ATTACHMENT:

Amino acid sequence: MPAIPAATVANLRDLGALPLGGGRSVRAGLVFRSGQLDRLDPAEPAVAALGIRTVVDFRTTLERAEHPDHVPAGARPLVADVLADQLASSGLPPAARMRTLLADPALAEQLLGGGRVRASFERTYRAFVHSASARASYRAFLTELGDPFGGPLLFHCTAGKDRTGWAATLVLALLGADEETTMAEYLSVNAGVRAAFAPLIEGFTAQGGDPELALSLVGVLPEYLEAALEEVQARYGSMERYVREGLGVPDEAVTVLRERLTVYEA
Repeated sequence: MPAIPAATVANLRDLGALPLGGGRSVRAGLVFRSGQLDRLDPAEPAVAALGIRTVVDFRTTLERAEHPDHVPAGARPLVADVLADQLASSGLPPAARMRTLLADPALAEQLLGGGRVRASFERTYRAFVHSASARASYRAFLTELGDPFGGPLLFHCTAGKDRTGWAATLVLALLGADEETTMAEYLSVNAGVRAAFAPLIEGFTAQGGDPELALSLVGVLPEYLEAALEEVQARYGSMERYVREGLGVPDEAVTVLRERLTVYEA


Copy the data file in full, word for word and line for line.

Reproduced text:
Amino acid sequence: MPAIPAATVANLRDLGALPLGGGRSVRAGLVFRSGQLDRLDPAEPAVAALGIRTVVDFRTTLERAEHPDHVPAGARPLVADVLADQLASSGLPPAARMRTLLADPALAEQLLGGGRVRASFERTYRAFVHSASARASYRAFLTELGDPFGGPLLFHCTAGKDRTGWAATLVLALLGADEETTMAEYLSVNAGVRAAFAPLIEGFTAQGGDPELALSLVGVLPEYLEAALEEVQARYGSMERYVREGLGVPDEAVTVLRERLTVYEA
Repeated sequence: MPAIPAATVANLRDLGALPLGGGRSVRAGLVFRSGQLDRLDPAEPAVAALGIRTVVDFRTTLERAEHPDHVPAGARPLVADVLADQLASSGLPPAARMRTLLADPALAEQLLGGGRVRASFERTYRAFVHSASARASYRAFLTELGDPFGGPLLFHCTAGKDRTGWAATLVLALLGADEETTMAEYLSVNAGVRAAFAPLIEGFTAQGGDPELALSLVGVLPEYLEAALEEVQARYGSMERYVREGLGVPDEAVTVLRERLTVYEA